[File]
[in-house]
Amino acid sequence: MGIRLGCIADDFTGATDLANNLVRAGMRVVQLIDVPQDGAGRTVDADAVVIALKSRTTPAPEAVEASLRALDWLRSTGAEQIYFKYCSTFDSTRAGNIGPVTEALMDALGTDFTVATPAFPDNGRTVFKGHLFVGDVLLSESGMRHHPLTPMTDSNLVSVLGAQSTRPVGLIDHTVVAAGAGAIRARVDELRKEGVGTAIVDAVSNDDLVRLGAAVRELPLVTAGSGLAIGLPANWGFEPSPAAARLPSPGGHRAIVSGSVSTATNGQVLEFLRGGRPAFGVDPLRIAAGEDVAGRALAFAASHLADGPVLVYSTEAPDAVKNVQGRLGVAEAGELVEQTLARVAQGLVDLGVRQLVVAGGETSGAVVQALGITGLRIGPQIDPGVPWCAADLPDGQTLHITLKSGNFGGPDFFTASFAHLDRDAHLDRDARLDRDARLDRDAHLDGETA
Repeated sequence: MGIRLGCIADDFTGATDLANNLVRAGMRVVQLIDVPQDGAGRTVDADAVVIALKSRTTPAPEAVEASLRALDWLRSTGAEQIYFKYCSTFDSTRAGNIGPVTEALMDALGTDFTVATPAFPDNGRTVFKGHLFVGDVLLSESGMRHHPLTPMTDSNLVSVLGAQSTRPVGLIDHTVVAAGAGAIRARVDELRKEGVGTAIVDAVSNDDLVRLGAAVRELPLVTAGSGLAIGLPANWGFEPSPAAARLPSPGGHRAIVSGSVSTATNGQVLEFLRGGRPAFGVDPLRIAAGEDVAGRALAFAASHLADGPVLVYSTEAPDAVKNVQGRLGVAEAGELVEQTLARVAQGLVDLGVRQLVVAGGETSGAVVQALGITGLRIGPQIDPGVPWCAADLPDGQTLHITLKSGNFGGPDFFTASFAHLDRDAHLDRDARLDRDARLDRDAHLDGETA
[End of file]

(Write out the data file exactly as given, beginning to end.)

[in-house]
Amino acid sequence: MGIRLGCIADDFTGATDLANNLVRAGMRVVQLIDVPQDGAGRTVDADAVVIALKSRTTPAPEAVEASLRALDWLRSTGAEQIYFKYCSTFDSTRAGNIGPVTEALMDALGTDFTVATPAFPDNGRTVFKGHLFVGDVLLSESGMRHHPLTPMTDSNLVSVLGAQSTRPVGLIDHTVVAAGAGAIRARVDELRKEGVGTAIVDAVSNDDLVRLGAAVRELPLVTAGSGLAIGLPANWGFEPSPAAARLPSPGGHRAIVSGSVSTATNGQVLEFLRGGRPAFGVDPLRIAAGEDVAGRALAFAASHLADGPVLVYSTEAPDAVKNVQGRLGVAEAGELVEQTLARVAQGLVDLGVRQLVVAGGETSGAVVQALGITGLRIGPQIDPGVPWCAADLPDGQTLHITLKSGNFGGPDFFTASFAHLDRDAHLDRDARLDRDARLDRDAHLDGETA
Repeated sequence: MGIRLGCIADDFTGATDLANNLVRAGMRVVQLIDVPQDGAGRTVDADAVVIALKSRTTPAPEAVEASLRALDWLRSTGAEQIYFKYCSTFDSTRAGNIGPVTEALMDALGTDFTVATPAFPDNGRTVFKGHLFVGDVLLSESGMRHHPLTPMTDSNLVSVLGAQSTRPVGLIDHTVVAAGAGAIRARVDELRKEGVGTAIVDAVSNDDLVRLGAAVRELPLVTAGSGLAIGLPANWGFEPSPAAARLPSPGGHRAIVSGSVSTATNGQVLEFLRGGRPAFGVDPLRIAAGEDVAGRALAFAASHLADGPVLVYSTEAPDAVKNVQGRLGVAEAGELVEQTLARVAQGLVDLGVRQLVVAGGETSGAVVQALGITGLRIGPQIDPGVPWCAADLPDGQTLHITLKSGNFGGPDFFTASFAHLDRDAHLDRDARLDRDARLDRDAHLDGETA